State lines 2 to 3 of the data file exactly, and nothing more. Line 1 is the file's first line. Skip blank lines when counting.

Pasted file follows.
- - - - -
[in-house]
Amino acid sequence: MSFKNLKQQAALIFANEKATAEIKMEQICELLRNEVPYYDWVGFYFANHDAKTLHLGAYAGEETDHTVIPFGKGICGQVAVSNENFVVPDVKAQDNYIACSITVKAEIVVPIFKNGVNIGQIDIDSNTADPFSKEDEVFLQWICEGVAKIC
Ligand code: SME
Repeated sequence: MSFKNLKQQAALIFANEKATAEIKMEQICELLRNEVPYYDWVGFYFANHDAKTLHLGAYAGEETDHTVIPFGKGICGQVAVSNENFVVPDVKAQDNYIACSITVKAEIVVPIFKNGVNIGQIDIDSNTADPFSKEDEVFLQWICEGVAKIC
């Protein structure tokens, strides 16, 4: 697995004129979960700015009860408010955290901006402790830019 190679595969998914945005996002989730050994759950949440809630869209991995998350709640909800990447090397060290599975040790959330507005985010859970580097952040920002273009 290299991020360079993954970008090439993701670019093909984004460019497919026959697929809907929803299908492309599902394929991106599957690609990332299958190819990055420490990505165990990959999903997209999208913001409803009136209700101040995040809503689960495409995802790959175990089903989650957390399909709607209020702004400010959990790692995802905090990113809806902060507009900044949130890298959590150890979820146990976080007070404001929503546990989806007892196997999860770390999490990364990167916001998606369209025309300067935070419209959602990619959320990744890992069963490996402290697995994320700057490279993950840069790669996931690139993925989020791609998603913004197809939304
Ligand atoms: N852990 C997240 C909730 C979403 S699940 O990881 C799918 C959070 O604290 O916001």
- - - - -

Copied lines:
Amino acid sequence: MSFKNLKQQAALIFANEKATAEIKMEQICELLRNEVPYYDWVGFYFANHDAKTLHLGAYAGEETDHTVIPFGKGICGQVAVSNENFVVPDVKAQDNYIACSITVKAEIVVPIFKNGVNIGQIDIDSNTADPFSKEDEVFLQWICEGVAKIC
Ligand code: SME